You have to feel for school officials.In the past five months, they have had to change their teaching methods on the run. The teachers, bless their hearts, went from conducting classes in rooms to going virtual due to the coronavirus pandemic.
I’m sure there were hiccups, but they pulled it off. They are the MVPs of the year in my book.
The Wisconsin Interscholastic Athletic Association had to pull the plug on the boys and girls state basketball tournaments.
Then they canceled the entire spring sports season.
The coronavirus has stuck around, despite our leader’s claim in March that it would just disappear like magic.
There has been no magic and with no vaccine or end in sight, school officials and the WIAA are back making tough decisions that no one wants, but decisions that have to be made.
The Big Eight Conference became the first conference in the state to can its fall sports season Tuesday.
It is a sure bet that all others will follow.
Janesville plans to hold classes in schools. This would benefit the many parents who have to work, and it is the best way to educate.
But the way things are, it is going to be difficult to pull off.
The WIAA also is back in a spot never imagined, even in March.
Fall sports—girls and boys cross country, football, girls golf, boys soccer, girls swimming, girls tennis, boys volleyball and girls volleyball—all face the same fate spring sports did.
So WIAA officials will meet today to discuss ways to go in these times with the invisible threat still in the air.
Nothing will be perfect. Nothing will be close to perfect.
One proposal officials will look into will be to move the fall sports season to spring.
The normal—can we use that word now?—spring sports (baseball, girls soccer, boys tennis, girls and boys track and field, boys golf and softball) would move to a one-time summer season.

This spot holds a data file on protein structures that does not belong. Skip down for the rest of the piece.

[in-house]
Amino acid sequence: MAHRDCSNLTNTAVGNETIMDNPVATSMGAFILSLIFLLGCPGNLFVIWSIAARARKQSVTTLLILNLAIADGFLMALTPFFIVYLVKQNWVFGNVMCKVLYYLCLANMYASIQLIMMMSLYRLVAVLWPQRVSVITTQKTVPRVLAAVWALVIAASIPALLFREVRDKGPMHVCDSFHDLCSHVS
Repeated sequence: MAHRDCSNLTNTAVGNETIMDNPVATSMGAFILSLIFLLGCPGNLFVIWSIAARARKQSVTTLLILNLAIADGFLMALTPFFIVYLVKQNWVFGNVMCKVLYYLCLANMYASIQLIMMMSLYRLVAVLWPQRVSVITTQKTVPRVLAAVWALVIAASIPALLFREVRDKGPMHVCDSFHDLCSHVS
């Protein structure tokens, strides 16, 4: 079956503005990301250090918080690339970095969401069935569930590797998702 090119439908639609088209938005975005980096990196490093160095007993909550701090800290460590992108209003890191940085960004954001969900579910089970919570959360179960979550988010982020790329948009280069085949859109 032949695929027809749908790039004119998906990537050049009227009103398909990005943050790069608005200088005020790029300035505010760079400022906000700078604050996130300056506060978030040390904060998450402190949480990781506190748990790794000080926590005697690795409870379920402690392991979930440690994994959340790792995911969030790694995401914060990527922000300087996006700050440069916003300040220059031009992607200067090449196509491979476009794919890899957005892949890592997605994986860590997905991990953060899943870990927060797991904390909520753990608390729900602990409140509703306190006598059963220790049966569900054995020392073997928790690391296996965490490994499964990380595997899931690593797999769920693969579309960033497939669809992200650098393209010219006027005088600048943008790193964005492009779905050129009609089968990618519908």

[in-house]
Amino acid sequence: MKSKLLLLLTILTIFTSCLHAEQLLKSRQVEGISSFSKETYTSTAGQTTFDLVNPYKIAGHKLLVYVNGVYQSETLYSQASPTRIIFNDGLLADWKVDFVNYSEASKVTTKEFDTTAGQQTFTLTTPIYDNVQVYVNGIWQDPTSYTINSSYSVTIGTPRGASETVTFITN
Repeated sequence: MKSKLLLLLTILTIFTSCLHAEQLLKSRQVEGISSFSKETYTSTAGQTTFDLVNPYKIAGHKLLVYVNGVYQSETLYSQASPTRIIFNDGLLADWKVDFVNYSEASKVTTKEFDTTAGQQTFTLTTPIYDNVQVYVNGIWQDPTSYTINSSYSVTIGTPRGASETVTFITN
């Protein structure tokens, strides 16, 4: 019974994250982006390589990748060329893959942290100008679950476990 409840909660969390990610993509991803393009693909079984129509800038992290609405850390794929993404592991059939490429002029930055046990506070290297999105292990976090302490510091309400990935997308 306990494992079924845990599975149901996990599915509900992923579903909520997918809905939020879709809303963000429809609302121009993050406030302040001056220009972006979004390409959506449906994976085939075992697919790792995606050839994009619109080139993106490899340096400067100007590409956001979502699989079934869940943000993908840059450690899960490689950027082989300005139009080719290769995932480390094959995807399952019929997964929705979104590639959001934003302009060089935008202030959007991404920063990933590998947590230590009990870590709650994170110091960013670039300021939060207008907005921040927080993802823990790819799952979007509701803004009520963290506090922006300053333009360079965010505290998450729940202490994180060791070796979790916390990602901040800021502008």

That proposal floated out last week and resulted in a voicemail to the sports department by a long-time Janesville coach who is now retired.
He disagreed with that proposal. More accurately, disagreed vehemently with that proposal.
“You will never get any support from me for such a (expletive) idea,” he said. “How in the hell can you have kids graduate from high school and then play sports in the summer? Ridiculous.”
Like any proposal to anything associated with the coronavirus, some will agree and some will disagree.
I agree with the caller.
Youngsters, and especially seniors, will have no incentive to play high school sports in the summer. Seniors will either want to work to begin a career or to make money for college or tech schools. With no school in session, would athletic codes be in affect?
Coaches essentially will be working year-round.
With the abundance of traveling teams and summer leagues, top players in those sports likely would not go out for a high school team.
Summer traveling teams were cited as one of the main reasons the WIAA Board of Control voted to eliminate summer high school baseball in the spring of 2018.
The American Legion baseball program will have to be canned for the second straight season.
Essentially, it would erase the spring sports season for two straight years.
What is a solution?
The easiest solution would be to cancel the fall sports season, just as this year’s spring season.
Here’s another rough proposal:
Combine the cross country and track and field seasons to spring and eliminate the distance runs in track and field. Or just eliminate the cross country season.
Have girls and boys golf play in the spring—there are plenty of courses available.
Have boys and girls soccer both play in the spring—play doubleheaders featuring both a boys and girls match.
Play both boys and girls tennis in the spring.
Girls and boys volleyball could be moved to the spring.
The tricky sport is football, which requires the most athletes of any high school sport.
Here’s the problem with this proposal: there are only so many athletes available to play.
In bigger schools, you might be able to offer football, soccer, tennis, golf, cross country and track and field to boys and have enough participants.
And for girls, offer cross country and/or track and field, golf, soccer, tennis and volleyball.
But in most schools, there would not be enough athletes.
So you have to cut sports or make one-year co-op deals.
Some schools would not have teams in certain conference sports.
Football might have to take a season off—or two or three other boys sports would have to be cut. Having no football would be unpopular—especially with the sport being a high-revenue activity.
Nothing will satisfy everyone.
And here is the scariest elephant in the room: conditions likely aren’t going to improve by November when the winter sports seasons begin.
School and WIAA officials just dropped their heads.